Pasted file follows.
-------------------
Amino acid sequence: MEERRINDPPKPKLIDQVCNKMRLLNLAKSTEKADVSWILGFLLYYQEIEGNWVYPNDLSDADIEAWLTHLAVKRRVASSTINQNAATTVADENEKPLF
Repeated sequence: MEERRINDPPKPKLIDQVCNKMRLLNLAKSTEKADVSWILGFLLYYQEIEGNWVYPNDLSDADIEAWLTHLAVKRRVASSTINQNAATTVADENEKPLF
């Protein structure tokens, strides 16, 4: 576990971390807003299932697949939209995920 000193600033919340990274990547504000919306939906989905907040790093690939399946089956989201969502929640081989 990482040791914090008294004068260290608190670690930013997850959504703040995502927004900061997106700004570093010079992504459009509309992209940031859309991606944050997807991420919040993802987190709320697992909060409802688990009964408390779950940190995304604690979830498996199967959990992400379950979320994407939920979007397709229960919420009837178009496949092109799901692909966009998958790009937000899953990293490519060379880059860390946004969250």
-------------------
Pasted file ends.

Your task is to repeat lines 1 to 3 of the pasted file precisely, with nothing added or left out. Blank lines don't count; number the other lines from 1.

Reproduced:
Amino acid sequence: MEERRINDPPKPKLIDQVCNKMRLLNLAKSTEKADVSWILGFLLYYQEIEGNWVYPNDLSDADIEAWLTHLAVKRRVASSTINQNAATTVADENEKPLF
Repeated sequence: MEERRINDPPKPKLIDQVCNKMRLLNLAKSTEKADVSWILGFLLYYQEIEGNWVYPNDLSDADIEAWLTHLAVKRRVASSTINQNAATTVADENEKPLF
């Protein structure tokens, strides 16, 4: 576990971390807003299932697949939209995920 000193600033919340990274990547504000919306939906989905907040790093690939399946089956989201969502929640081989 990482040791914090008294004068260290608190670690930013997850959504703040995502927004900061997106700004570093010079992504459009509309992209940031859309991606944050997807991420919040993802987190709320697992909060409802688990009964408390779950940190995304604690979830498996199967959990992400379950979320994407939920979007397709229960919420009837178009496949092109799901692909966009998958790009937000899953990293490519060379880059860390946004969250």